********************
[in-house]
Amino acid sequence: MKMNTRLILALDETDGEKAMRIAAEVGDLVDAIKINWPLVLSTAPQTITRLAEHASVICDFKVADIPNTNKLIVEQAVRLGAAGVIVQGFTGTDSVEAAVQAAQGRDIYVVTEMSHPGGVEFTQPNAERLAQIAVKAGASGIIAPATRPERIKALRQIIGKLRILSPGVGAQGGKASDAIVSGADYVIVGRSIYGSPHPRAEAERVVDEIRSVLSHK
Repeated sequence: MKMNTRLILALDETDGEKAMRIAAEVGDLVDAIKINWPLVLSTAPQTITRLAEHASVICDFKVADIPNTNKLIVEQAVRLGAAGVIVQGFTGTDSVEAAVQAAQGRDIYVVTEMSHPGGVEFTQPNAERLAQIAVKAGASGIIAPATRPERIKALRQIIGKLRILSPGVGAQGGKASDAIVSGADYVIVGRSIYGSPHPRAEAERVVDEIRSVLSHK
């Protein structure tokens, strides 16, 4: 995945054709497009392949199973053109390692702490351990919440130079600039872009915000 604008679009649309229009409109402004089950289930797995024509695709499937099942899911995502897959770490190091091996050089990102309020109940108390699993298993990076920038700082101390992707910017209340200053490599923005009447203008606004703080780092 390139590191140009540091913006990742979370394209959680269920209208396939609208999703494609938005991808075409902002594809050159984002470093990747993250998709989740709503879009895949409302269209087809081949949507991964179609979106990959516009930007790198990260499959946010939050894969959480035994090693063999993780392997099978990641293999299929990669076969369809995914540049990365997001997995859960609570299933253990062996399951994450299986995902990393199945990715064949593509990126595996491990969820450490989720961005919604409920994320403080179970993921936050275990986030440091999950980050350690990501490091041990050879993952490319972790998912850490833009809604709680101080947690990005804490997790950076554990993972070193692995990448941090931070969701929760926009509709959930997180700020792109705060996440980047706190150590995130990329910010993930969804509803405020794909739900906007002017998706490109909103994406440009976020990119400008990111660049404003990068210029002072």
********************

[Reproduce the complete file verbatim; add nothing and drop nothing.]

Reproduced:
[in-house]
Amino acid sequence: MKMNTRLILALDETDGEKAMRIAAEVGDLVDAIKINWPLVLSTAPQTITRLAEHASVICDFKVADIPNTNKLIVEQAVRLGAAGVIVQGFTGTDSVEAAVQAAQGRDIYVVTEMSHPGGVEFTQPNAERLAQIAVKAGASGIIAPATRPERIKALRQIIGKLRILSPGVGAQGGKASDAIVSGADYVIVGRSIYGSPHPRAEAERVVDEIRSVLSHK
Repeated sequence: MKMNTRLILALDETDGEKAMRIAAEVGDLVDAIKINWPLVLSTAPQTITRLAEHASVICDFKVADIPNTNKLIVEQAVRLGAAGVIVQGFTGTDSVEAAVQAAQGRDIYVVTEMSHPGGVEFTQPNAERLAQIAVKAGASGIIAPATRPERIKALRQIIGKLRILSPGVGAQGGKASDAIVSGADYVIVGRSIYGSPHPRAEAERVVDEIRSVLSHK
């Protein structure tokens, strides 16, 4: 995945054709497009392949199973053109390692702490351990919440130079600039872009915000 604008679009649309229009409109402004089950289930797995024509695709499937099942899911995502897959770490190091091996050089990102309020109940108390699993298993990076920038700082101390992707910017209340200053490599923005009447203008606004703080780092 390139590191140009540091913006990742979370394209959680269920209208396939609208999703494609938005991808075409902002594809050159984002470093990747993250998709989740709503879009895949409302269209087809081949949507991964179609979106990959516009930007790198990260499959946010939050894969959480035994090693063999993780392997099978990641293999299929990669076969369809995914540049990365997001997995859960609570299933253990062996399951994450299986995902990393199945990715064949593509990126595996491990969820450490989720961005919604409920994320403080179970993921936050275990986030440091999950980050350690990501490091041990050879993952490319972790998912850490833009809604709680101080947690990005804490997790950076554990993972070193692995990448941090931070969701929760926009509709959930997180700020792109705060996440980047706190150590995130990329910010993930969804509803405020794909739900906007002017998706490109909103994406440009976020990119400008990111660049404003990068210029002072």